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RE: 'Entity'

From: Booth, David (HP Software - Boston) <dbooth@hp.com>
Date: Wed, 7 Jan 2009 19:41:20 +0000
To: Jonathan Rees <jar@creativecommons.org>
CC: "public-awwsw@w3.org" <public-awwsw@w3.org>
Message-ID: <CD2B872281385A439B98164F5351E6DD39C68306C4@GVW1144EXB.americas.hpqcorp.net>

More below . . .

> From: Jonathan Rees [mailto:jar@creativecommons.org] 
> On Jan 7, 2009, at 11:37 AM, Booth, David (HP Software - 
> Boston) wrote:
> > http://www.ietf.org/rfc/rfc2616.txt sec 1.3
> > [[
> > representation
> >      An entity included with a response that is subject to content
> >      negotiation, as described in section 12. There may 
> >      exist multiple
> >      representations associated with a particular response status.
> > ]]
> > However, even with your reading, the definition of 'content  
> > negotiation' makes clear that any response can use content  
> > negotiation:
> > http://www.ietf.org/rfc/rfc2616.txt sec 1.3
> > [[
> > content negotiation
> >      The mechanism for selecting the appropriate representation when
> >      servicing a request, as described in section 12. The
> >      representation of entities in any response can be negotiated
> >      (including error responses).
> > ]]
> OK, you are right.
> But the following question is still not answered to my satisfaction:
> - Are there any responses that are *not* subject to content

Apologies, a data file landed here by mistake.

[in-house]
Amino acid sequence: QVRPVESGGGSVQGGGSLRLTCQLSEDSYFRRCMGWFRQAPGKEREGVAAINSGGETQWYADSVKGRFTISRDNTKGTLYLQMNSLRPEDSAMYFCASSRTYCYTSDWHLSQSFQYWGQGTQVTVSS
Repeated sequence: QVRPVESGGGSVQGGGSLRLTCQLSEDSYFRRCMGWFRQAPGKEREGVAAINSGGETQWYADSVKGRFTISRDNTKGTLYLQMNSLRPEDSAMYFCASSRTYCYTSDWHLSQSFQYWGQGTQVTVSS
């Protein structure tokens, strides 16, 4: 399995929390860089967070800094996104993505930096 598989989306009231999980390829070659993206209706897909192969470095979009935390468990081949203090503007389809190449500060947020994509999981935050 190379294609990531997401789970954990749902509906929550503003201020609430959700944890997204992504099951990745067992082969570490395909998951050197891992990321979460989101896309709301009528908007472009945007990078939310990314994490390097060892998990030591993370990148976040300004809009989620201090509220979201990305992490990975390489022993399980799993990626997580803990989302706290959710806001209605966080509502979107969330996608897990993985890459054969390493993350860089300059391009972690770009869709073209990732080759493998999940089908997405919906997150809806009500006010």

> negotiation? That is, is an entity in a response always a  
> representation?
> The definition of CN only says that the representation *can be*  
> negotiated, not that it always is (which is what the definition of  
> "representation" requires). Why would the definition of  
> "representation" say "a response that is subject to CN" unless there  
> were responses that were NOT subject to CN?

To emphasize that the relationship between rfc2616:Representation and rfc2616:Resource is many to one (because of content negotiation) even for an rfc2616:Resource that is static.

There is no observable difference between a server that does not perform content negotiation and a server that performs content negotiation but always produces the same response, so I don't see any utility in trying to distinguish rfc2616:Resources that produce response using content negotiation from those that do not.

> Related to this is the question of whether there are any responses  
> that are not transferred. That is, are 'response' and 
> 'representation'  
> syntactic notions, as we have taken 'entity' to be, or are 
> they roles  
> in a process (the process where a server forms a response and sends  
> it, and the response is received by client)? In the case of 
> 'response'  
> at least I believe the English word is overloaded in RFC 
> 2616, and we  
> may need distinct terms for the two cases.

Surely an rfc2616:Response is a kind of english:response, which to my mind is universally understood as being in response to some stimulus.  It would seem awfully contrived to me to read the notion of rfc2616:Response as *not* necessarily being in reply to a request.

What this means to me is that the existence of an rfc2616:Response implies the existence of a corresponding rfc2616:Request.  If a server tries to send a "response" that is *not* a reply to a request, then it is not following the RFC 2616 protocol.